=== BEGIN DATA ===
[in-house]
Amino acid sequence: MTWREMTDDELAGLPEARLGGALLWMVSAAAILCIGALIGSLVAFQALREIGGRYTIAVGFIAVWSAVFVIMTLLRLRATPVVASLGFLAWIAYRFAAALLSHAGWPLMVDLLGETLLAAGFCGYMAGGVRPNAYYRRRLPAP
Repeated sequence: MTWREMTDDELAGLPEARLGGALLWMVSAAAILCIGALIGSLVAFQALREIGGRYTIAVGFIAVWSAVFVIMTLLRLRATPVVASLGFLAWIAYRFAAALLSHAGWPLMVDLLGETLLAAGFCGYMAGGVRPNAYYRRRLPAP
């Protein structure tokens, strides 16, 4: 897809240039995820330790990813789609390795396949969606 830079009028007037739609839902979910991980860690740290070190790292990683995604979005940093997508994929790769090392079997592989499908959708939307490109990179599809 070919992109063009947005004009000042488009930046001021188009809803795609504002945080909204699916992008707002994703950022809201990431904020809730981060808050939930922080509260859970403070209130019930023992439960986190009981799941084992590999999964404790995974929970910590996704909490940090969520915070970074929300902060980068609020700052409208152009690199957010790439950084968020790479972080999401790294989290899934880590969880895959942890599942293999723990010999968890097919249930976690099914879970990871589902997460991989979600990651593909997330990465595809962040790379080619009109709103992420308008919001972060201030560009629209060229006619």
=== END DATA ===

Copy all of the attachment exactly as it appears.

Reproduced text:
[in-house]
Amino acid sequence: MTWREMTDDELAGLPEARLGGALLWMVSAAAILCIGALIGSLVAFQALREIGGRYTIAVGFIAVWSAVFVIMTLLRLRATPVVASLGFLAWIAYRFAAALLSHAGWPLMVDLLGETLLAAGFCGYMAGGVRPNAYYRRRLPAP
Repeated sequence: MTWREMTDDELAGLPEARLGGALLWMVSAAAILCIGALIGSLVAFQALREIGGRYTIAVGFIAVWSAVFVIMTLLRLRATPVVASLGFLAWIAYRFAAALLSHAGWPLMVDLLGETLLAAGFCGYMAGGVRPNAYYRRRLPAP
């Protein structure tokens, strides 16, 4: 897809240039995820330790990813789609390795396949969606 830079009028007037739609839902979910991980860690740290070190790292990683995604979005940093997508994929790769090392079997592989499908959708939307490109990179599809 070919992109063009947005004009000042488009930046001021188009809803795609504002945080909204699916992008707002994703950022809201990431904020809730981060808050939930922080509260859970403070209130019930023992439960986190009981799941084992590999999964404790995974929970910590996704909490940090969520915070970074929300902060980068609020700052409208152009690199957010790439950084968020790479972080999401790294989290899934880590969880895959942890599942293999723990010999968890097919249930976690099914879970990871589902997460991989979600990651593909997330990465595809962040790379080619009109709103992420308008919001972060201030560009629209060229006619």